Shirley calls Jeff out on his denial, which he of course denies having, and Mohammed appraises the stairs thoroughly while quoting Dante:
“And you shall find that salt is the taste of another man’s bread, and hard is the way up and down another man’s stairs.”
When we come back to Abed, the camera obviously finds him as he hides around a corner. He can’t run from it, there is always a story. Just when he falls down and gives up, assuming that a lack of resistance will kill the story, the meta mono-hero is visited by a supernatural figure in the form of himself wearing a white beard.
“Keep fighting the story,” he tells himself, fulfilling what is known in a hero journey as the atonement with the father. “Keep fighting it until it falls apart.”
The other magical man – the guest star trying to put a value on the school that the Save Greendale Committee built back up – finalizes the appraisal by testing the steadiness of a vending machine in the cafeteria (“In the US, each year, six people die this way, and five of them are insurance appraisers, so I take this very seriously”). It doesn’t fall, leaving Ronald Mohammed to label Greendale as exactly what our reluctant heroes have turned it into: an actual property asset.
Starburns hits play on a CD player loaded with Dave Matthews Band and everyone dances with school pride. A third party has done the unthinkable and bestowed a compliment on the one thing that defined their personality quirks as failures to the outside world.
The very moment that Ronald Mohammed has validated everyone by giving their school real value, Greendale is taken away and sold by the school board.
It hits Jeff just as its supposed to in these kind of stories.
“We saved Greendale,” he says. “Now they’re gonna sell it.”
Abed returns right at this moment, announcing that he has reached a state of purity, having gotten rid of all the stories.
Coming back from commercial, the enemy has taken over. The Greendale flag is taken down and replaced with the green, white and yellow standard of Subway. The library is now a Subwayary and corporate sponsored weight loss legend Jared is signing autographs around campus.
The refusal of the call to adventure is responsible for the terrible state of Greendale. If the group had only listened to Abed and tried to fabricate a physics program based around a particle accelerator made of Kleenex boxes, Greendale would still be regarded as a place for maniacs, considered worthless and still in their lonely hands.
Around the Table Mk II, Annie suggests a hashtag activism campaign, but it has no traction. Abed suggests that a buried treasure plotline might solve the group’s problems, but the overwhelming feeling is that of loss. Chang clinches the deal, betraying the group in a final act of malfeasance, revealing his allegiance to Subway and strutting out of the room to “get paid,” as he sings the five dollar footlong jingle.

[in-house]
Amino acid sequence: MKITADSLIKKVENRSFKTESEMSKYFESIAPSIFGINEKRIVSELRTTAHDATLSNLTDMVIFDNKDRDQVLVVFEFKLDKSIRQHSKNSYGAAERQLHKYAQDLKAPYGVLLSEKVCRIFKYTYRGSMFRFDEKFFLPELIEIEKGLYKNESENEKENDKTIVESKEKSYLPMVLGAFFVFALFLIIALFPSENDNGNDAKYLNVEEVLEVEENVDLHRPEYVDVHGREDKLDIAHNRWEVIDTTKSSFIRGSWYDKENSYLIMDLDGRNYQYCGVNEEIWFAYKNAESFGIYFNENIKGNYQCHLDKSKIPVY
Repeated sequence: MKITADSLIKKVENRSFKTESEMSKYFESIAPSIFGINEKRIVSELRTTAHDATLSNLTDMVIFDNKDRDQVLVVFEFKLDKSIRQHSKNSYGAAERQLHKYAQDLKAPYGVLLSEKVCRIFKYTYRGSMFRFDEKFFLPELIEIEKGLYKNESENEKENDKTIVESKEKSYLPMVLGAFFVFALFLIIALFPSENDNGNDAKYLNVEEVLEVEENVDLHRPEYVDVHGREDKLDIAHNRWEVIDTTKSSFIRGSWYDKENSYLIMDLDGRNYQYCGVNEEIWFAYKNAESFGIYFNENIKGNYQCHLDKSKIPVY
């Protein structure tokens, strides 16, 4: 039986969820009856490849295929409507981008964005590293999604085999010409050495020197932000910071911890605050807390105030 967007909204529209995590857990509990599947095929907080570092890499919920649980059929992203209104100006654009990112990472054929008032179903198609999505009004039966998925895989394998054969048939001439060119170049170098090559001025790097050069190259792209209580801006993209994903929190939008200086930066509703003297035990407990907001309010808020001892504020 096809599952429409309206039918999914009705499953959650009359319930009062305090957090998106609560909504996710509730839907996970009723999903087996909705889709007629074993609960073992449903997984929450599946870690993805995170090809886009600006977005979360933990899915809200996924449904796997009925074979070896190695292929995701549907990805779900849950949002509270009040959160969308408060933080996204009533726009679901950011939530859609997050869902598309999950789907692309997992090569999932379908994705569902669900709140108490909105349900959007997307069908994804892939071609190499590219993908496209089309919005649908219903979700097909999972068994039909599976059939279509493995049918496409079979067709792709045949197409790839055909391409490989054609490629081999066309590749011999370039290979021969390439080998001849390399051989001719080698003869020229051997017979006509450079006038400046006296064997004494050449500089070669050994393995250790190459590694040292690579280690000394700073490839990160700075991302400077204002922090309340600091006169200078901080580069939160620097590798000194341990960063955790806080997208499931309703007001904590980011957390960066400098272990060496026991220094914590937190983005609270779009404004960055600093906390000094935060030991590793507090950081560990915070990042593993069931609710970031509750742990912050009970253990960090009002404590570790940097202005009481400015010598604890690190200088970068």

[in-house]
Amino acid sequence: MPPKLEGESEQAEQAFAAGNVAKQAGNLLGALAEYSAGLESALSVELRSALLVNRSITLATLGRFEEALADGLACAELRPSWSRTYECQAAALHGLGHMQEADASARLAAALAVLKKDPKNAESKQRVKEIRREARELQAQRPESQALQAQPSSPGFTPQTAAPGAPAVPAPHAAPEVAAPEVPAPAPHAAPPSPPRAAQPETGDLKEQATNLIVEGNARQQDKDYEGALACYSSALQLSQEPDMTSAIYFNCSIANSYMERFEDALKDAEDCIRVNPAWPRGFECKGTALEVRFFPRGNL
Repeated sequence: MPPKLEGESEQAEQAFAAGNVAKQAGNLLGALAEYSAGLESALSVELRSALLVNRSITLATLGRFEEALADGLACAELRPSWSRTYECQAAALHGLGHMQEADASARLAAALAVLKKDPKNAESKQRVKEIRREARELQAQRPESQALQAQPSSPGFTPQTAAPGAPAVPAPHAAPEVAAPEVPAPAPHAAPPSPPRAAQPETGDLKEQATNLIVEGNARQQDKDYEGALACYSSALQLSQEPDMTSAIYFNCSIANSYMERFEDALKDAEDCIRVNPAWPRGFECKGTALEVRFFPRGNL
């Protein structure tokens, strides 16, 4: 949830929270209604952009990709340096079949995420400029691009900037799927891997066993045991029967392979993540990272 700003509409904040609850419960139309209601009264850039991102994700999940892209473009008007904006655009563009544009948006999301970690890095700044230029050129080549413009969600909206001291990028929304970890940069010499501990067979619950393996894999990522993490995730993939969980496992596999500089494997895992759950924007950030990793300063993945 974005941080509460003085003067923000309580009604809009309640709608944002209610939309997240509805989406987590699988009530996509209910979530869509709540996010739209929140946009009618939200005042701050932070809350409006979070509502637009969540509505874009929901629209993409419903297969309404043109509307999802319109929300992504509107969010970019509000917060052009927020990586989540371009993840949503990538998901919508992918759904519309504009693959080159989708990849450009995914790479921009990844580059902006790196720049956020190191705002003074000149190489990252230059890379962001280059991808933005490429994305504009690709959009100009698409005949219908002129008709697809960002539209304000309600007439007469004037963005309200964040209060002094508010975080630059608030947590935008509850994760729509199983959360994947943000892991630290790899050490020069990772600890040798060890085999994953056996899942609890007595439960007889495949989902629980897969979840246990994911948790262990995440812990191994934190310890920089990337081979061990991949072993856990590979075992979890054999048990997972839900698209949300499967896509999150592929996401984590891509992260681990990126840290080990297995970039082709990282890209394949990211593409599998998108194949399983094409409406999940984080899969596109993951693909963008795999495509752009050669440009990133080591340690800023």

The school board dudes are showing the new owner of Greendale what he’s purchased and accidentaly walk in on a 90 percent naked Dean, curled up on the floor of his office covered in his own tears. The school was his whole i-Dean-titiy (see?) and now Abed and Annie are helping him pack up his stuff for the last time.
As they put things in boxes and Pelton literally labels himself “Bad Dean” (right across his forehead using an unused label maker), Annie and Abed ask about a legendary computer professor (who had sex with a computer and died of the first computer virus), whose picture hangs on the office wall sporting the plaque, “The Truth is Behind this Picture.”
Dean never thought that the message was literal, but when his pals take a look they find a scroll.
Meanwhile in the old study room, Britta is sadly listening to her iPod nano (the one Pierce left her) when Jeff comes in for a heart to heart. Abed and Annie might be a part of the “adulthood begins at thirty generation,” but these two can see the realistic writing on the wall. Truth be told, they’re looking forward to the sanity of the real world.
Jeff proposes to Britta, and just like when he did it in season two, it is a move of desperation. In Winger’s mind, if these two get hitched it can keep the past five years from being pointless.
Just as they are about to christen their maternal promise, and the new study table, the call of adventure barges in to interrupt. Annie, Abed and Dean wave around the scroll they found, dancing and chanting two magical words:
Leaving on this note, “Basic Story” has done a lot in 22 minutes. It has set up the stakes for the finale while simultaneously showing us the weapon that will be used to overcome them and giving the requisite laughs we take for granted from a show of Community’s pedigree.
As Abed shows the transformative power of accepting the call to adventure, Jeff’s screentime illustrates what happens when that call is ignored.
Television with story is transformative and full of truth and laughter. Television without story is just advertising (which in this case is just sandwiches).
Final Grade: your choice of a Subway Black Card (free five dollar footlongs for life) or the promise of buried treasure